Nobody becomes a writer/graphic designer/illustrator to make millions but adequate  remuneration for work done, you’d forgive us for thinking it be a given. Original creative work is increasingly undermined by editors who prefer syndicated work to the homegrown blood, sweat and tears and financiers who see little value in said blood, sweat and tears.  Owners want to turn a handsome profit, media professionals want just to be published and make a living while doing so. There has for some time now been a growing sentiment of discontent among professionals working within South African Muslim community media over working conditions, poor pay and shoddy treatment. The burgeoning number of Muslim publications in South Africa are looking to turn profits, and they cannot be faulted for trying, but too often profit is persued at the expense of creatives.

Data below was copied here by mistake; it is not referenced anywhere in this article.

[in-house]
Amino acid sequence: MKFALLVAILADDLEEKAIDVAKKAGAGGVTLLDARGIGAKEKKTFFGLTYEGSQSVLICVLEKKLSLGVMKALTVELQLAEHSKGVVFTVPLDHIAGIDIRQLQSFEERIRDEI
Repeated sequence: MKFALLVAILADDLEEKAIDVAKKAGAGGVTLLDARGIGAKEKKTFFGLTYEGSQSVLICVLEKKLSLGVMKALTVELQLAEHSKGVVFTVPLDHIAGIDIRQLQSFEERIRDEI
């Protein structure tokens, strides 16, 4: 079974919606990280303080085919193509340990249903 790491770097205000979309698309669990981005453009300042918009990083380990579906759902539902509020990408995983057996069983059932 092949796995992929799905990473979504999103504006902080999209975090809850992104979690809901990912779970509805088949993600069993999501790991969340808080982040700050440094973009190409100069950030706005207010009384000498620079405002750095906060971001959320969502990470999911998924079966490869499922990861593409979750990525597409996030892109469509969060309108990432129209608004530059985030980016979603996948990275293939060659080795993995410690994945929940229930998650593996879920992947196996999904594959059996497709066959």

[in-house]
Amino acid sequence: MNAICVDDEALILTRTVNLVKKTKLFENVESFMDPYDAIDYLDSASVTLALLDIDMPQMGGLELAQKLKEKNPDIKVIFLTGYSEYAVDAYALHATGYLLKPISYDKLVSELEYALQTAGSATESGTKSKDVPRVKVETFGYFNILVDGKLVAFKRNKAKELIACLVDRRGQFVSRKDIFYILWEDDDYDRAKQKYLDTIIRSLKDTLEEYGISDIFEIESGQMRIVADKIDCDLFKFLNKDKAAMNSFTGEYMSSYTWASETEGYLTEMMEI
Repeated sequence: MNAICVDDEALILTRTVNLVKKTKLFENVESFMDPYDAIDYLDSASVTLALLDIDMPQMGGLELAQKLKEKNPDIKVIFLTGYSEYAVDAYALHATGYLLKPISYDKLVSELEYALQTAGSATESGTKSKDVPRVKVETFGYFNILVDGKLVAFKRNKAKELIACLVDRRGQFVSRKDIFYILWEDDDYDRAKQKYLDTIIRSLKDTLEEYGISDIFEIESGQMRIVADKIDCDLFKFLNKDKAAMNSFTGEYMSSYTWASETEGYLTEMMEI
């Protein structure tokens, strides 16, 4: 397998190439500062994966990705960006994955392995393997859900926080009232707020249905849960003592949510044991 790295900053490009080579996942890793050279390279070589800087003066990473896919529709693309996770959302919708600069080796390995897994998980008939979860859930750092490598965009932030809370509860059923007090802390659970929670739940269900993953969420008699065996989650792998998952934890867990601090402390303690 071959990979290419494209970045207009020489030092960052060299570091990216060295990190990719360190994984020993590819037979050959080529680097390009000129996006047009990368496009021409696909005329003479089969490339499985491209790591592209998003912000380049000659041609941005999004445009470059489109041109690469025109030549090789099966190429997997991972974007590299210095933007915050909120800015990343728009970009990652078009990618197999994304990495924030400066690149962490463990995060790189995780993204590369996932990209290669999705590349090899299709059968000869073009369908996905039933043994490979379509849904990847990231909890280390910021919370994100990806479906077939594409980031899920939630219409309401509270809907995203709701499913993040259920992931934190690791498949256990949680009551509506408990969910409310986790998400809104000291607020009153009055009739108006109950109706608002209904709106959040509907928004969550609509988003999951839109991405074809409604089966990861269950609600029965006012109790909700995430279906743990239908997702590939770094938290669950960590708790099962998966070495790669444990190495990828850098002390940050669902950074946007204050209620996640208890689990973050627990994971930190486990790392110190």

I speak from both sides of the divide. On the one hand, I manage a small publication so I am particularly aware of the financial constraints placed on Muslim media in the South Africa. It is difficult to secure sustainable advertising revenue particularly when there are a number of publications in South Africa who are heedless of copyright laws and think nothing of filling a magazine with copy-pastes en masse. We need our audience to recognise the difference between good writing and design and all round shoddiness. It is remarkably simple to set up a newspaper or a magazine, fill it with he-said-she-said-Mufti-said recycled mumbo jumbo, attach a masthead to it and sell it in bakeries for R8,00. The most successful Muslim magazine in the country pays writers a paltry R150 per article even though it has a monthly distribution of close on 10 000. The cost to profit ratio is staggering.  There is little value, financial and otherwise, for good writing.